loadqm.exe -- another Microsoft disastrous Jewel

Dennis Faas's picture

Whether you know it or not, Microsoft has a previous track-history for releasing sub-standard software that is known to be less than computer-friendly. What do I mean by "less than computer friendly?" Quite simply: either there are lots of bugs present in Microsoft's software, or their software has been known to make systems run sluggish.

The Story

Recently, I was visiting my brother and decided to hop on his system and surf the Internet. His machine consists of Microsoft Windows 98, has 128 meg of RAM, and is powered by a Celeron 600 MHz processor. Certainly, this system is not excruciatingly "slow", even by today's standards.

At least, that's what I thought to myself.

Twiddling my thumbs for a minute-and-a-half

After waiting for almost what seemed to be an eternity for Internet Explorer to load, I realized that something was not quite right. That's when I decided to do a CTRL + ALT + DEL to bring up Task Manager. You may remember that I discussed Task Manager in last week's issue of the Infopackets Gazette. It's a handy-dandy trick that I use to see what's running on a system whenever I suspect something is wrong.

At any rate, Task Manager reported that a program called loadqm.exe was running on his system. Of course, I did not recognize this to be part of the genre of programs that are SUPPOSED to be present in Task Manager -- especially on a freshly rebooted system with no other programs launched.

As you can imagine, the presence of this strange program made my spider-senses start to tingle.

The usual trick after finding a suspect file is to go to google.com and do a query. Google gave me a few links leading to some online discussion boards. From the information presented in discussions, it was said that loadqm.exe comes bundled with a few popular Microsoft products, but is not an essential component.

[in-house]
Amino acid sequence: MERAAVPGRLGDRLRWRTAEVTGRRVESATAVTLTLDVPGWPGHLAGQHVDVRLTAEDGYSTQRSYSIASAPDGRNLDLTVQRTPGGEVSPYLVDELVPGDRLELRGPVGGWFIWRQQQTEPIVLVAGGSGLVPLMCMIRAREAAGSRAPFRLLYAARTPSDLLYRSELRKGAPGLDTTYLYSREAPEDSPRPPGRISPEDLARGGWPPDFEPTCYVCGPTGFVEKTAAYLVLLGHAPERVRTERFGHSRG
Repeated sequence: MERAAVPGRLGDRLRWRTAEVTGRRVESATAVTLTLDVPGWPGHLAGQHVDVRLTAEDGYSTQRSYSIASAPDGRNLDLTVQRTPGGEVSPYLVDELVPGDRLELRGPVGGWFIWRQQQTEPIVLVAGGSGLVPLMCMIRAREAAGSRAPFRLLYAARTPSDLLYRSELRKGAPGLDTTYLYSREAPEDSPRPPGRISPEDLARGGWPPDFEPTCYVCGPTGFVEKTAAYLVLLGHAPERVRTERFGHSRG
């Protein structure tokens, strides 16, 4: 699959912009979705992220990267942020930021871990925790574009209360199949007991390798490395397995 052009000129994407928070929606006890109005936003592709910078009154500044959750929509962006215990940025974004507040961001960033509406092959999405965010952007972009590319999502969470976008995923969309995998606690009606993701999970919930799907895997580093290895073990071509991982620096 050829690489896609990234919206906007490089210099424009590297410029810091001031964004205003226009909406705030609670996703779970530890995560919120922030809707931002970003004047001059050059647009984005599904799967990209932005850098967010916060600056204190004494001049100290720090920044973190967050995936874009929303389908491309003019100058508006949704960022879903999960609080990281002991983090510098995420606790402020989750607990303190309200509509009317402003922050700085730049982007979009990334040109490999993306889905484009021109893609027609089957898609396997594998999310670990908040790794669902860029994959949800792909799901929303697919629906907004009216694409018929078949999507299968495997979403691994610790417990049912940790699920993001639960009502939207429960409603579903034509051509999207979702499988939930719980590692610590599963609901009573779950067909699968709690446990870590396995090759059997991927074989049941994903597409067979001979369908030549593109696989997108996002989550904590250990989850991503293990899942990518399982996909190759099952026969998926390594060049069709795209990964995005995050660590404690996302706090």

Loadqm.exe -- the purpose

After weeding through debate on the discussion boards, the purpose of loadqm.exe is not clear. Some refer to the program as Microsoft's attempt to spy on you and report your every move to some sort of a central database system. The honest truth is that there is much speculation about what loadqm.exe does which causes the computer respond sluggishly.

How to remove loadqm.exe from the Startup

After running MSCONFIG (on Windows 98, click: START -> RUN -> msconfig, then click the STARTUP tab), I disabled loadqm.exe from starting when Windows first loads. After being told to reboot, it appeared that his system was running much faster.

The lesson

The important thing to note here: having less programs execute during the Windows startup has a direct effect on how long it takes a system to boot (load for the first time) and its available resources. From what I could understand (from the discussions I read online), many users noted that disabling loadqm.exe did not interfere with MSN Messenger or any other Microsoft programs that "use" it.

After this newsletter was emailed

I received an email from Greg T. stating that he found a link on Microsoft's web site that describes the nature of loadqm.exe. Apparently Microsoft says that loadqm.exe is only for MSN Messenger, and that it has some auto-update feature which is always running and actively checking for some sort of update. To what? It doesn't specifically say.

I also received an email from a user named Satori. He writes:

" LoadQM is a component of the Background Intelligent File Transfer Service, which is used by processes such as the Automatic Update tool for Windows Update*.

It is not necessary for the normal functioning of the Windows operating system in any of it’s incarnations that I am aware of.

If it is utilizing a great deal of system resources, it is either being heavily used, or it is encountering difficulty performing its function for one reason or another. There can be many reasons for this. "

Side note: It is possible that LoadQM is responsible for delivering automatic updates for the Windows Operating system, as Satori suggests. However, this does not appear to hold true for my Windows XP machine which has MSN Messenger disabled.

What does Microsoft say?

At the time of this writing, Microsoft does not go to any stride to say why anyone would want to disable the auto-update feature -- only that you can. The method described in the Microsoft article is much different from what I described above. If you experience the same problem as I did (or if you just want to have piece of mind knowing that you have more resources free), use my method. It doesn't hurt to check out what Microsoft says, either:


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